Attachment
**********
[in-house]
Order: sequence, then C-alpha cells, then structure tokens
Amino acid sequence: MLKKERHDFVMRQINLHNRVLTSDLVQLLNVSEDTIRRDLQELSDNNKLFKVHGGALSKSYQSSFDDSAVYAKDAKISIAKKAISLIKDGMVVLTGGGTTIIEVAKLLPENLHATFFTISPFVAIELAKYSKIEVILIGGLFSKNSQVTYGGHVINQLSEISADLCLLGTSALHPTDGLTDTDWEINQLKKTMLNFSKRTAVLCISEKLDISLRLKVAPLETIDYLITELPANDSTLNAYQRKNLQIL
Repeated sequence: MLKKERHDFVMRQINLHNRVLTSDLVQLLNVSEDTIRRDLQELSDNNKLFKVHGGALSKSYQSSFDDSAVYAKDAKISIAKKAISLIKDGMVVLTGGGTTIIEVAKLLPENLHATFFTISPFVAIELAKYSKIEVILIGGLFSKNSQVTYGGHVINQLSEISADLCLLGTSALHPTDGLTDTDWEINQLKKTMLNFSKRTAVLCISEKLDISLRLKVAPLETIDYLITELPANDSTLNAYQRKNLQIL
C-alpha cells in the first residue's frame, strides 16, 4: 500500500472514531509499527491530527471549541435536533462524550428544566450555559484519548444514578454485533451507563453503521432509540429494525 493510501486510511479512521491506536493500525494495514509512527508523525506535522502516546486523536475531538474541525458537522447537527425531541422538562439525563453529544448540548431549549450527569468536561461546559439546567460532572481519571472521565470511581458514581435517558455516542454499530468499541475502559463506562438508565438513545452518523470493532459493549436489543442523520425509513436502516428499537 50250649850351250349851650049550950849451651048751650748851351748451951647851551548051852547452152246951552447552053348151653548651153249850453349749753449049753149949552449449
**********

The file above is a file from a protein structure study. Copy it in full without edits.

[in-house]
Order: sequence, then C-alpha cells, then structure tokens
Amino acid sequence: MLKKERHDFVMRQINLHNRVLTSDLVQLLNVSEDTIRRDLQELSDNNKLFKVHGGALSKSYQSSFDDSAVYAKDAKISIAKKAISLIKDGMVVLTGGGTTIIEVAKLLPENLHATFFTISPFVAIELAKYSKIEVILIGGLFSKNSQVTYGGHVINQLSEISADLCLLGTSALHPTDGLTDTDWEINQLKKTMLNFSKRTAVLCISEKLDISLRLKVAPLETIDYLITELPANDSTLNAYQRKNLQIL
Repeated sequence: MLKKERHDFVMRQINLHNRVLTSDLVQLLNVSEDTIRRDLQELSDNNKLFKVHGGALSKSYQSSFDDSAVYAKDAKISIAKKAISLIKDGMVVLTGGGTTIIEVAKLLPENLHATFFTISPFVAIELAKYSKIEVILIGGLFSKNSQVTYGGHVINQLSEISADLCLLGTSALHPTDGLTDTDWEINQLKKTMLNFSKRTAVLCISEKLDISLRLKVAPLETIDYLITELPANDSTLNAYQRKNLQIL
C-alpha cells in the first residue's frame, strides 16, 4: 500500500472514531509499527491530527471549541435536533462524550428544566450555559484519548444514578454485533451507563453503521432509540429494525 493510501486510511479512521491506536493500525494495514509512527508523525506535522502516546486523536475531538474541525458537522447537527425531541422538562439525563453529544448540548431549549450527569468536561461546559439546567460532572481519571472521565470511581458514581435517558455516542454499530468499541475502559463506562438508565438513545452518523470493532459493549436489543442523520425509513436502516428499537 50250649850351250349851650049550950849451651048751650748851351748451951647851551548051852547452152246951552447552053348151653548651153249850453349749753449049753149949552449449